[16] The self-contained nature of what can be experienced through ideas is not regarded by the naïve mind as being real in the same way that sense experience is. An object grasped in "mere idea" is regarded as a chimera until conviction of its reality can be given through sense perception. In short, the naïve man demands the real evidence of his senses in addition to the ideal evidence of his thinking. In this need of the naïve man lies the original ground for primitive forms of the belief in revelation. The God who is given through thinking remains to the naïve mind always a merely "notional" God. The naïve mind demands a manifestation that is accessible to sense perception. God must appear in the flesh, and little value is attached to the testimony of thinking, but only to proof of divinity such as changing water into wine in a way that can be testified by the senses.

[17] Even cognition itself is pictured by the naïve man as a process analogous to sense perception. Things, it is thought, make an impression on the soul, or send out images which enter through our senses, and so on.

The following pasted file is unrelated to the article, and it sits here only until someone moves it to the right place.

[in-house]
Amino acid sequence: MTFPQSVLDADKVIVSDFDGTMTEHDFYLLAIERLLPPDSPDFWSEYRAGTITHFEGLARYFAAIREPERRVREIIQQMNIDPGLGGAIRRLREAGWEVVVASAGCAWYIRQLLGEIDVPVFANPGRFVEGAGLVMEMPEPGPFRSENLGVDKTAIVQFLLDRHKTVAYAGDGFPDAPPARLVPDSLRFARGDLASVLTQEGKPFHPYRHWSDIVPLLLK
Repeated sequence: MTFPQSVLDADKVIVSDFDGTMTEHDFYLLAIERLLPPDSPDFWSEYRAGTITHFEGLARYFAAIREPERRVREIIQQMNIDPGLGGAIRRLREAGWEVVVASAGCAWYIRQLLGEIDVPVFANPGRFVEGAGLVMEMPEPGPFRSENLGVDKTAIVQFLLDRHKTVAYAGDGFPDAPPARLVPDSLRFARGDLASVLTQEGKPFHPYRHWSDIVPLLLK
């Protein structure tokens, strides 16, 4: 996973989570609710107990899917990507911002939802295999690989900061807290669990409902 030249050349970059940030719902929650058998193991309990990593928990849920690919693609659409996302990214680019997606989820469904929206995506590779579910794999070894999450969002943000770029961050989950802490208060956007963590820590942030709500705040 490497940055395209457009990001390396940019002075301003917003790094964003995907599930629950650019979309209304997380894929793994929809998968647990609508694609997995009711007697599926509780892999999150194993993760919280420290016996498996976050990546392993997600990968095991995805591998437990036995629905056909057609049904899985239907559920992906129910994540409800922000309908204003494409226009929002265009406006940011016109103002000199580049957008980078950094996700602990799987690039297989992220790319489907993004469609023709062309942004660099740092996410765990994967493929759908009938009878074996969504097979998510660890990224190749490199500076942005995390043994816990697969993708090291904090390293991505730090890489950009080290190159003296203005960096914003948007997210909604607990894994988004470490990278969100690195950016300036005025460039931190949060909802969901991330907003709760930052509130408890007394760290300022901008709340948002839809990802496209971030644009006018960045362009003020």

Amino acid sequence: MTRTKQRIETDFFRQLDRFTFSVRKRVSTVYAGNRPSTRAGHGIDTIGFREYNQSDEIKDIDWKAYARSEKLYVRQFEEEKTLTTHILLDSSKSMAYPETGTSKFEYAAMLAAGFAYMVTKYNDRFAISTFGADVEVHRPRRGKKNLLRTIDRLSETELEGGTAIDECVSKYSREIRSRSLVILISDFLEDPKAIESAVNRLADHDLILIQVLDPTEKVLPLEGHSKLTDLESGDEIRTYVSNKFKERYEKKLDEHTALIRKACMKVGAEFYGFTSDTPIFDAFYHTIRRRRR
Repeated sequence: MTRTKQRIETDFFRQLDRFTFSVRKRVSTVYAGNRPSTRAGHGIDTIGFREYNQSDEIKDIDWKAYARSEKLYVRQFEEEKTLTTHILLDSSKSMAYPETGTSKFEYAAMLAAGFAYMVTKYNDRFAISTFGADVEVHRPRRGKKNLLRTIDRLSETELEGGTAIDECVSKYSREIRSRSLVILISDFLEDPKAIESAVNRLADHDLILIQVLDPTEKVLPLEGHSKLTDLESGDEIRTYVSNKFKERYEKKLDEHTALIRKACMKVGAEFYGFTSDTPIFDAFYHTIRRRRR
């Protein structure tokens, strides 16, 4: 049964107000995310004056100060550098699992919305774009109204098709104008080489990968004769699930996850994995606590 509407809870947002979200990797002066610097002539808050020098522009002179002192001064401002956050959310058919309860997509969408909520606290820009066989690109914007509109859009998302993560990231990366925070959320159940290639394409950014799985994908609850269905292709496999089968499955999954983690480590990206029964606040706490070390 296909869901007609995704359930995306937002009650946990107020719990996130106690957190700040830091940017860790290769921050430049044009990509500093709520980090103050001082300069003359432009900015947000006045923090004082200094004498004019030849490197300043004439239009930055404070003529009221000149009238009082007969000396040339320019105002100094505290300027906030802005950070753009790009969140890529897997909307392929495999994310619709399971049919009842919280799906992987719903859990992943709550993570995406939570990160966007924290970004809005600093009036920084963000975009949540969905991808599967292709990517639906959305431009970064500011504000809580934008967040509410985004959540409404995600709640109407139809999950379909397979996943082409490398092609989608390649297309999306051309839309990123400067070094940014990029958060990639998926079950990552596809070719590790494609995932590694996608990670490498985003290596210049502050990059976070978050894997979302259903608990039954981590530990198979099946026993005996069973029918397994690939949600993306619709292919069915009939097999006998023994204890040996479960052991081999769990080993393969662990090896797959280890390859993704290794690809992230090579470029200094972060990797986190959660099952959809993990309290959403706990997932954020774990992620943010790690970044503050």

[18] What the naïve man can perceive with his senses he regards as real, and what he cannot thus perceive (God, soul, cognition, etc.) he regards as analogous to what he does perceive.

[19] A science based on naïve realism would have to be nothing but an exact description of the content of perception. For naïve realism, concepts are only the means to an end. They exist to provide ideal counterparts of percepts, and have no significance for the things themselves. For the naïve realist, only the individual tulips which he sees (or could see) are real; the single idea of the tulip is to him an abstraction, the unreal thought-picture which the soul has put together out of the characteristics common to all tulips.